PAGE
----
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OIC conference begins with Iran-Saudi spat

Iran’s foreign minister has condemned Saudi Arabia's attempts to introduce anti-Iranian resolutions ahead of the Organization of Islamic Cooperation summit in Istanbul.
Iranian President Hassan Rouhani arrives the Organisation of Islamic Cooperation (OIC) Istanbul Summit in Istanbul, Turkey April 14, 2016. REUTERS/Arif Hudaverdi Yaman/Pool - RTX29X09

At the 13th summit of the Organization of Islamic Cooperation (OIC) in Istanbul, leaders of Muslim countries gathered to address issues such as terrorism, the migration crisis in the region and the issue of Palestine. What has captured the attention of the Iranian media, however, is the continuing conflict between regional rivals Saudi Arabia and Iran.

Before the April 14 summit began, Iran’s Foreign Minister Mohammad Javad Zarif publicly objected to Saudi Arabia’s attempt to introduce what Iranian Students’ News Agency (ISNA) called “four anti-Iranian resolutions and one resolution against Lebanon’s Hezbollah in the draft declaration of the OIC.” Zarif said such a statement would contradict the “spirit of Islamic unity and is in the interests of the Zionist regime" and warned that such destructive actions would have consequences.

Addressing the Iran-Iraq War and anti-Iranian resolutions at previous OIC conferences by the Iraqi government under Saddam Hussein, Zarif said, “During that time Mr. Tariq Aziz, who was the foreign minister of Iraq, would pass anti-Iranian resolutions with the support of a number of regional countries.” Zarif added, “A lesson must be learned from the past, look now where Tariq Aziz is.”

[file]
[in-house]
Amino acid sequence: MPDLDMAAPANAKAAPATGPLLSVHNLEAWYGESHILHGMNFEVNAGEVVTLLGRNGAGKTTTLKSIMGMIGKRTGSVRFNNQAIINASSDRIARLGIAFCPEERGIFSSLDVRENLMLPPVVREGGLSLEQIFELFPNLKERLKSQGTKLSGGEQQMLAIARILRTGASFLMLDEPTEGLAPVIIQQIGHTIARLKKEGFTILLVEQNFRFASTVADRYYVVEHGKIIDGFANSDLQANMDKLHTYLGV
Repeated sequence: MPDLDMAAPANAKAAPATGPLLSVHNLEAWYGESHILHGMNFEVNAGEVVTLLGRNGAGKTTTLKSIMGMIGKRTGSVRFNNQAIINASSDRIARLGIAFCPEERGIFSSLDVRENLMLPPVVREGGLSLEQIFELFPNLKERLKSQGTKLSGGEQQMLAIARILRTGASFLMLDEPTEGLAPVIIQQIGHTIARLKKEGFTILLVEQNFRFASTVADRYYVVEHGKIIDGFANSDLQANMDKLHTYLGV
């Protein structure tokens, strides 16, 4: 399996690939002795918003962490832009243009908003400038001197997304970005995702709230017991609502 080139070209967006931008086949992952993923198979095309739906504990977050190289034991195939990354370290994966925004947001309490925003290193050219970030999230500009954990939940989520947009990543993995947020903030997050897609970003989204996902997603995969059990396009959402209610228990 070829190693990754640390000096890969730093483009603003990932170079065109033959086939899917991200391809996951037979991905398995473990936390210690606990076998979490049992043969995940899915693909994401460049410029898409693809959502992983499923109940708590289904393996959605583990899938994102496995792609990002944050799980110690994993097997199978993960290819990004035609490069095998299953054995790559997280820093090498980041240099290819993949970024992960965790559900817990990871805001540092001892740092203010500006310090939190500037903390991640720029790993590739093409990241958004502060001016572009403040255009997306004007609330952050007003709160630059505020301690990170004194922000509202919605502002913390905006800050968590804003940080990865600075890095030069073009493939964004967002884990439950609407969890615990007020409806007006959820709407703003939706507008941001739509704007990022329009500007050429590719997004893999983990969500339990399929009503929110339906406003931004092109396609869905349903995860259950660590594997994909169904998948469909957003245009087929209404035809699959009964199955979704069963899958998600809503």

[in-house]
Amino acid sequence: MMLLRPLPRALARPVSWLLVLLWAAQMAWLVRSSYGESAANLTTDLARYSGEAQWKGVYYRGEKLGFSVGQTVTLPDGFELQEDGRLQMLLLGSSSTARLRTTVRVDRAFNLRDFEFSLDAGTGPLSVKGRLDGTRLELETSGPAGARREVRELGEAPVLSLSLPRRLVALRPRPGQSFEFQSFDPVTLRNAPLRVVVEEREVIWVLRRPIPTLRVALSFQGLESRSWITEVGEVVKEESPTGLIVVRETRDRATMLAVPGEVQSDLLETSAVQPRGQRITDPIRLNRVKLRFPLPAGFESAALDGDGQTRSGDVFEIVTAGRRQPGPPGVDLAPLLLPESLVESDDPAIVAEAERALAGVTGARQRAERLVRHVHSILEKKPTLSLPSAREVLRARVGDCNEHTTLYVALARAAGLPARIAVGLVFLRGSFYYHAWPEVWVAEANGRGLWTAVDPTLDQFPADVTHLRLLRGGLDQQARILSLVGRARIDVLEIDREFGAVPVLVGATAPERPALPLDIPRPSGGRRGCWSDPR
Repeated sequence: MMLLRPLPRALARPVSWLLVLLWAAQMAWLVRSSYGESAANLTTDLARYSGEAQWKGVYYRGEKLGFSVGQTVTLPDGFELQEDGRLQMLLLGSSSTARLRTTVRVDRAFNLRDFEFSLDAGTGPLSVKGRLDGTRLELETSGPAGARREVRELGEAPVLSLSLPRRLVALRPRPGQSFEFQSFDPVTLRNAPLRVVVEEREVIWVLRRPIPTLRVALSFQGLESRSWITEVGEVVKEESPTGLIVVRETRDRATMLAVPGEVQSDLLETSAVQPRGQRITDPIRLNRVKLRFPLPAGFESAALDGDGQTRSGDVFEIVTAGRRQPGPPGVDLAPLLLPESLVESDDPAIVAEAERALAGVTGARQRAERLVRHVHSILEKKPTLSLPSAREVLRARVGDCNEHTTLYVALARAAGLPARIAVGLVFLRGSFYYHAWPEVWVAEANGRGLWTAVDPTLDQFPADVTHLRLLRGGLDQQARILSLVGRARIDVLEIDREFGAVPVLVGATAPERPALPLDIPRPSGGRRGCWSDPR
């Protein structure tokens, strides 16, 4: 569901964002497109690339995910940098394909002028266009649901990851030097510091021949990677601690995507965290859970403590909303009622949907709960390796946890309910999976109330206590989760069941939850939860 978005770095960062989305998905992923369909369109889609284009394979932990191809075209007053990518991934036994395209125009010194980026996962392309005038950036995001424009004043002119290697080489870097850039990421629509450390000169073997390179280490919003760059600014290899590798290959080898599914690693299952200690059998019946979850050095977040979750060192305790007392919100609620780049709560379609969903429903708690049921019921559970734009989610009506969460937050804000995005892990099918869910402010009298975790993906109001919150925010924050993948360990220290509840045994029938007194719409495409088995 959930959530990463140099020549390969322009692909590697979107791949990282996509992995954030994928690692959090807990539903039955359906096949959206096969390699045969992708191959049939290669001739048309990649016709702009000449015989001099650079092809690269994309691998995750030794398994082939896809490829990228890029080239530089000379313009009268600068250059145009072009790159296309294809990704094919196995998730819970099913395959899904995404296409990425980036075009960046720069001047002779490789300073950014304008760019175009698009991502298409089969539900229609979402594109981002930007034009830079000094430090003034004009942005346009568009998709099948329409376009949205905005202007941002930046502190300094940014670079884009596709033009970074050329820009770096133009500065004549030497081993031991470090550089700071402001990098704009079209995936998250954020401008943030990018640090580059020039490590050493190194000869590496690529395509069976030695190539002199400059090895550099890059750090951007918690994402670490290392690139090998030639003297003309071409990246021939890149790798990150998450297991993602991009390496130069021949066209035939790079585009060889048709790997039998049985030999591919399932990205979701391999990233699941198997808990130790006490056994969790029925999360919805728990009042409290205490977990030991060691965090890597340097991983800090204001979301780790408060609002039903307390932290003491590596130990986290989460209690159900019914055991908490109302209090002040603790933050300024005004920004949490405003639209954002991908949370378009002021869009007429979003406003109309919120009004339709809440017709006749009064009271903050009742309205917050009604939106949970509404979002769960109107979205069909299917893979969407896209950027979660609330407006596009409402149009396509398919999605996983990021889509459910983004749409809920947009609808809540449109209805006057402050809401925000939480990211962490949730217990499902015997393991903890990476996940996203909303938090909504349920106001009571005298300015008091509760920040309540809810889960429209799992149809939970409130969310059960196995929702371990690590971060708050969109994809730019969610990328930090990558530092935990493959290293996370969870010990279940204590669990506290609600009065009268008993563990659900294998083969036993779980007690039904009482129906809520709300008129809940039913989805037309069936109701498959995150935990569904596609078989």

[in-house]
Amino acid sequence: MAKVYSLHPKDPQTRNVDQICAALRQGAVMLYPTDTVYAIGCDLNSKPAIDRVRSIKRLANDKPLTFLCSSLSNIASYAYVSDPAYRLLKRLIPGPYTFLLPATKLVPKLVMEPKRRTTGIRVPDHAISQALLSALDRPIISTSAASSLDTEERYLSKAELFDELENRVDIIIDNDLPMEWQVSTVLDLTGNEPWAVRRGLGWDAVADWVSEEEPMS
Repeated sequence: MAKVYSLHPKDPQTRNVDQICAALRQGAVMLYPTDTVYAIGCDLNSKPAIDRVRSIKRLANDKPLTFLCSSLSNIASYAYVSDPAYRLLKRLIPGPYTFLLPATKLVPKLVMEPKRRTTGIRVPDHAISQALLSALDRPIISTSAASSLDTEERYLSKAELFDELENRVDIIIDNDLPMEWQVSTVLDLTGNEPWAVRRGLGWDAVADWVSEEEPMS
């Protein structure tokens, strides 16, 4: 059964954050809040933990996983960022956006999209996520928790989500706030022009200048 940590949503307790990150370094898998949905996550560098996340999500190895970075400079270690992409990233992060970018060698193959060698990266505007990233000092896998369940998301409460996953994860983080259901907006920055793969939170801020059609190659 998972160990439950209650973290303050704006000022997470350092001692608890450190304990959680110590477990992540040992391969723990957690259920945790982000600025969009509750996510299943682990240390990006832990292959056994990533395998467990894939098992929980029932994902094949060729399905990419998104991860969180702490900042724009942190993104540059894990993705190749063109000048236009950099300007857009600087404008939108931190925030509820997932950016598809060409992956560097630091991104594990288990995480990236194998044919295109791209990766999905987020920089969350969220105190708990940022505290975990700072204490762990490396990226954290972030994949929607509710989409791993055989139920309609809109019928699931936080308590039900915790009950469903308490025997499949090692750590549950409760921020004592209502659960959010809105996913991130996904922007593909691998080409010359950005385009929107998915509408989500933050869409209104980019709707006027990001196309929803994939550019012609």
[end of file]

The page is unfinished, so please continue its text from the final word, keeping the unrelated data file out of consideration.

Aziz, who was the public and international face of Iraq under Saddam, surrendered to American forces after the 2003 invasion. He was sentenced to death in 2010 and died of a heart attack in an Iraqi prison in 2015. Continuing with the theme of the Iran-Iraq War, Zarif also said that Iran has always tried to pursue positive relations with OIC members, even while “some countries supported Saddam Hussein and his war against Iran and were partners with Saddam in his crimes against Iran.”

In a rare case of partisan Iranian media unity, Zarif’s comments were front-page news both on Reformist Iranian newspapers, which have a softer position toward Saudi Arabia and support rapprochement, and hard-line publications linked to the Islamic Revolutionary Guard Corps, which are staunchly opposed to better relations with Riyadh. Saudi Arabia cut diplomatic relations with Iran after protesters stormed the Saudi Embassy in Tehran in January. At the time, tensions were brewing over regional conflicts and a hajj stampede in Mecca that killed 464 Iranians, including top diplomats.

President Hassan Rouhani attempted to strike a more conciliatory tone toward Saudi Arabia during his address at the OIC. He said, “For everyone it is clear that for Saudi Arabia, Iran is not the problem and for Iran, Saudi Arabia is not the problem.” He added, “The main problem is ignorance, extremism and violence.”

Indirectly addressing the anti-Iranian resolutions that Saudi Arabia proposed, Rouhani said, “The OIC summit was convened under the name of unity, no message that increases division between Muslims should be put out.”

Rouhani also lamented that the decline of the early Islamic civilizations began when, instead of cooperating, they became entangled in conflict with one another and prepared the scene for outside invaders. He said the same phenomenon is repeating itself today, and instead of investing in science, development and employment for the youth, money is spent on stockpiling weapons.

Despite Rouhan’s positive comments, there are deep differences between Saudi Arabia and Iran over Lebanon, Syria, Yemen and Iraq. Even in his speech, Rouhani said Iran is supporting the Syrian government against terrorism, a position that Saudi Arabia, which has supported the armed opposition, is completely opposed.

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